ELTOPTIA -- An old upright piano stands in a living room overlooking the small farm town of Eltopia. The entire top of the piano is filled with photos.
Every smiling face -- brown or white -- is one of Julie and Eric Keskitalo's 10 children.
The couple have brought five children from Ethiopia to Eltopia across the past two years. The family of 12 now needs a full-sized van for outings, as Eric and Julie already had five children of their own before they adopted five more from an African orphanage.
Eric and Julie, both raised in large Christian families, never had any doubts about adding to their family through adoption. They knew it was the right thing to do.
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"We can give them a safe and healthy home," said Julie, a stay-at-home mom.
"We give them a chance at life," added Eric, who builds houses with Julie's father and brother.
Their five biological kids -- Alanta, 13, Victoria 12, Bryce 10, Annabel, 7, and Blayd, 5 -- never showed any resentment over sharing their home with five new siblings from another continent -- Alemu, 9, Samuel, 7, Rahel, 9, Ashenafi, 7, and Esayas, 6.
Race was never an issue either.
The young children saw their new siblings' different skin color and commented on it, "but never in a mean way," Julie said. "Annabel told her brother, 'You're like chocolate.' "
Ethnicity in the family has become blurred -- a picture Samuel drew of himself and his new parents shows Julie and Eric with brown skin.
Cultural boundaries have blurred, too. Alemu taught Bryce his former pastime -- catching grasshoppers. The food served in the Keskitalo household has changed. Julie learned how to make curries and all of the kids sprinkle Berbere, an Ethiopian spice mixture, on their hamburgers and hot dogs.
The transition wasn't seamless for everyone -- it took love and patience, which seem to be abundant in this family.
Adopting those in need
Julie's sister took in a girl from Guatemala a few years ago and "ever since, the passion for adopting an orphan grew in us," Julie said. "Once you realize the need, it's hard to ignore it."
About three years ago, the couple decided on an agency -- Adoption Advocates International, a Washington-based group -- and a country. "Ethiopia seemed to have the most need," Julie said.
They studied the agency's videos of orphans looking for a home. Three siblings captured their hearts.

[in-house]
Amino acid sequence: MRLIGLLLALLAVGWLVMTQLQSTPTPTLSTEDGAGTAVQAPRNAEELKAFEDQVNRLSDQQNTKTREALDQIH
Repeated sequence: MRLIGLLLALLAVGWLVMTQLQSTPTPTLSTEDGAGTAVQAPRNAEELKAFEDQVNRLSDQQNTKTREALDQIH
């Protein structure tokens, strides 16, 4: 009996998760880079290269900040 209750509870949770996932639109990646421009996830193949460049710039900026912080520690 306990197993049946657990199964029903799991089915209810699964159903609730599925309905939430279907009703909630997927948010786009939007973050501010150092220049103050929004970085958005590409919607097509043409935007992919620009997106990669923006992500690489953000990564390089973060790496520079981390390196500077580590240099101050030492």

But at about the same time, they decided to move from Vancouver to Eltopia, about 17 miles north of Pasco, for Eric to join in his in-laws' construction business. They couldn't find a buyer for their old house and had to put the adoption plans on hold for a while.
In 2008, a relative told them about two Ethiopian brothers already in Washington, whose adoption was being "disrupted," meaning the adoptive parents decided they could no longer fulfill their commitment to the children.
The Keskitalos took in Alemu and Samuel. The two boys fit right in with Eric and Julie's biological children age-wise. But being similar ages didn't ensure a smooth transition -- the boys had anger issues when they arrived.
The brothers had spent a lot of their lives on their own and had a hard time being told what to do.
The couple established rules and made sure the boys consistently followed them.
"We would just come up with consequences that affected them," Julie said. "They like going to the library, but I told them if they want their privileges, they've got to behave and be part of the family."
Bryce and Alemu, the two oldest boys, butted heads early on, Eric said. Both have tempers and are strong-willed. But because they are so similar they came to really understand each other and are best friends now, he said.
The adopted boys overcame their anger once they saw they weren't going to be discarded again.
"Alemu thought we weren't going to like him because he was angry," Julie said. "But we did our best to show both of them unconditional love."
"That's the key thing," Eric said.
Having mastered the process once, the couple decided to go through it again and adopted three more orphans -- the same three kids who initially caught their attention on the agency video three years before.
Rahel, Ashenafi and Esayas had been at the Layla House orphanage in Addis Ababa since before the couple first noticed them. Rahel, the oldest, vaguely remembers Alemu and Samuel, who had lived at the same orphanage before they came to Washington.